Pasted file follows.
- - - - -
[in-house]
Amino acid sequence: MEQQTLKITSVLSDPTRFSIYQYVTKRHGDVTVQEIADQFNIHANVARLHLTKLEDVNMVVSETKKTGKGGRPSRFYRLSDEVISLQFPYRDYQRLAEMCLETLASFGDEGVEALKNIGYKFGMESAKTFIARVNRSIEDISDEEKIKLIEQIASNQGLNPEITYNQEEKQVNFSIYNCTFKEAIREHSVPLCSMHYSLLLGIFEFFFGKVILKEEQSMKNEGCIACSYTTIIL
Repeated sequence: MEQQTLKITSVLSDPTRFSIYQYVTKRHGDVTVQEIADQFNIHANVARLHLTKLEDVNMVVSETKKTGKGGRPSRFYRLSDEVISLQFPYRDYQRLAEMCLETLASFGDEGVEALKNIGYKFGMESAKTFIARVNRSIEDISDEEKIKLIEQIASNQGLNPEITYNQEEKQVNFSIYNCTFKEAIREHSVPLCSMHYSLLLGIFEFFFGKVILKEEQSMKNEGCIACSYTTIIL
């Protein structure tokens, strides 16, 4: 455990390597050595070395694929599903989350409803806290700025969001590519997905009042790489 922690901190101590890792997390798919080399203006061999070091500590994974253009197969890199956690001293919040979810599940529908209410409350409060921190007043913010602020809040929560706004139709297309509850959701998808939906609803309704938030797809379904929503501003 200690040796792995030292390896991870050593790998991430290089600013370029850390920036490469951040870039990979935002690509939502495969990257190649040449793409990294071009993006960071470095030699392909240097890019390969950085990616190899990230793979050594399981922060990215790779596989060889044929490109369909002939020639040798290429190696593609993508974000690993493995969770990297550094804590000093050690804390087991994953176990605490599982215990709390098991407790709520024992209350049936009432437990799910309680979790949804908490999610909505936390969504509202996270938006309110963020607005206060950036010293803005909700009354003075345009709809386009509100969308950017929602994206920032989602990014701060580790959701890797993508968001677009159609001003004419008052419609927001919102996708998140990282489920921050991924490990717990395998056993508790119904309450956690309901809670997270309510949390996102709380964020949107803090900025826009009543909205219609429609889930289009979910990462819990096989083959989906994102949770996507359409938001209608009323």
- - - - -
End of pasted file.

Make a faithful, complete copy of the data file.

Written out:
[in-house]
Amino acid sequence: MEQQTLKITSVLSDPTRFSIYQYVTKRHGDVTVQEIADQFNIHANVARLHLTKLEDVNMVVSETKKTGKGGRPSRFYRLSDEVISLQFPYRDYQRLAEMCLETLASFGDEGVEALKNIGYKFGMESAKTFIARVNRSIEDISDEEKIKLIEQIASNQGLNPEITYNQEEKQVNFSIYNCTFKEAIREHSVPLCSMHYSLLLGIFEFFFGKVILKEEQSMKNEGCIACSYTTIIL
Repeated sequence: MEQQTLKITSVLSDPTRFSIYQYVTKRHGDVTVQEIADQFNIHANVARLHLTKLEDVNMVVSETKKTGKGGRPSRFYRLSDEVISLQFPYRDYQRLAEMCLETLASFGDEGVEALKNIGYKFGMESAKTFIARVNRSIEDISDEEKIKLIEQIASNQGLNPEITYNQEEKQVNFSIYNCTFKEAIREHSVPLCSMHYSLLLGIFEFFFGKVILKEEQSMKNEGCIACSYTTIIL
């Protein structure tokens, strides 16, 4: 455990390597050595070395694929599903989350409803806290700025969001590519997905009042790489 922690901190101590890792997390798919080399203006061999070091500590994974253009197969890199956690001293919040979810599940529908209410409350409060921190007043913010602020809040929560706004139709297309509850959701998808939906609803309704938030797809379904929503501003 200690040796792995030292390896991870050593790998991430290089600013370029850390920036490469951040870039990979935002690509939502495969990257190649040449793409990294071009993006960071470095030699392909240097890019390969950085990616190899990230793979050594399981922060990215790779596989060889044929490109369909002939020639040798290429190696593609993508974000690993493995969770990297550094804590000093050690804390087991994953176990605490599982215990709390098991407790709520024992209350049936009432437990799910309680979790949804908490999610909505936390969504509202996270938006309110963020607005206060950036010293803005909700009354003075345009709809386009509100969308950017929602994206920032989602990014701060580790959701890797993508968001677009159609001003004419008052419609927001919102996708998140990282489920921050991924490990717990395998056993508790119904309450956690309901809670997270309510949390996102709380964020949107803090900025826009009543909205219609429609889930289009979910990462819990096989083959989906994102949770996507359409938001209608009323």